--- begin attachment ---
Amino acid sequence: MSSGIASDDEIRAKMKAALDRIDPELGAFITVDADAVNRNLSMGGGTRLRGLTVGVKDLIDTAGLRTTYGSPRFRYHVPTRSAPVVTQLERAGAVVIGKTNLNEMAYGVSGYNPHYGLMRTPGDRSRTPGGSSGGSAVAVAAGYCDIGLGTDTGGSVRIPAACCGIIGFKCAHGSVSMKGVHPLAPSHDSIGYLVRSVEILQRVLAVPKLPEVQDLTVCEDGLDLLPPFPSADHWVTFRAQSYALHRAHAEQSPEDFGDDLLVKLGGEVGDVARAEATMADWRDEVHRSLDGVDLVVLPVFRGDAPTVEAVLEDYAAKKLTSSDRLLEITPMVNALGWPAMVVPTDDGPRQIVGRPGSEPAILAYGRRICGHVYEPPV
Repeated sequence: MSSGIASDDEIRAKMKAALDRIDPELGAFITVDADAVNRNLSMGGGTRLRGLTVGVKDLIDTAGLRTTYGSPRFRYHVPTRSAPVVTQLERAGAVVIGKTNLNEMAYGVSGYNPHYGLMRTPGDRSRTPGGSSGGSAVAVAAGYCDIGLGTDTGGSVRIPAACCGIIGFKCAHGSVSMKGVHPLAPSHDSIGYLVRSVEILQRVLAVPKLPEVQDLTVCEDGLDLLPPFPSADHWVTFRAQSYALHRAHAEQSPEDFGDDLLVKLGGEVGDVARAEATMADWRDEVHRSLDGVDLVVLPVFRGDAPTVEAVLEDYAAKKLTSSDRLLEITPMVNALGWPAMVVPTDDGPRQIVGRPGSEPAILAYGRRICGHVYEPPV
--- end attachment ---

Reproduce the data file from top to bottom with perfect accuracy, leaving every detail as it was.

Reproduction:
Amino acid sequence: MSSGIASDDEIRAKMKAALDRIDPELGAFITVDADAVNRNLSMGGGTRLRGLTVGVKDLIDTAGLRTTYGSPRFRYHVPTRSAPVVTQLERAGAVVIGKTNLNEMAYGVSGYNPHYGLMRTPGDRSRTPGGSSGGSAVAVAAGYCDIGLGTDTGGSVRIPAACCGIIGFKCAHGSVSMKGVHPLAPSHDSIGYLVRSVEILQRVLAVPKLPEVQDLTVCEDGLDLLPPFPSADHWVTFRAQSYALHRAHAEQSPEDFGDDLLVKLGGEVGDVARAEATMADWRDEVHRSLDGVDLVVLPVFRGDAPTVEAVLEDYAAKKLTSSDRLLEITPMVNALGWPAMVVPTDDGPRQIVGRPGSEPAILAYGRRICGHVYEPPV
Repeated sequence: MSSGIASDDEIRAKMKAALDRIDPELGAFITVDADAVNRNLSMGGGTRLRGLTVGVKDLIDTAGLRTTYGSPRFRYHVPTRSAPVVTQLERAGAVVIGKTNLNEMAYGVSGYNPHYGLMRTPGDRSRTPGGSSGGSAVAVAAGYCDIGLGTDTGGSVRIPAACCGIIGFKCAHGSVSMKGVHPLAPSHDSIGYLVRSVEILQRVLAVPKLPEVQDLTVCEDGLDLLPPFPSADHWVTFRAQSYALHRAHAEQSPEDFGDDLLVKLGGEVGDVARAEATMADWRDEVHRSLDGVDLVVLPVFRGDAPTVEAVLEDYAAKKLTSSDRLLEITPMVNALGWPAMVVPTDDGPRQIVGRPGSEPAILAYGRRICGHVYEPPV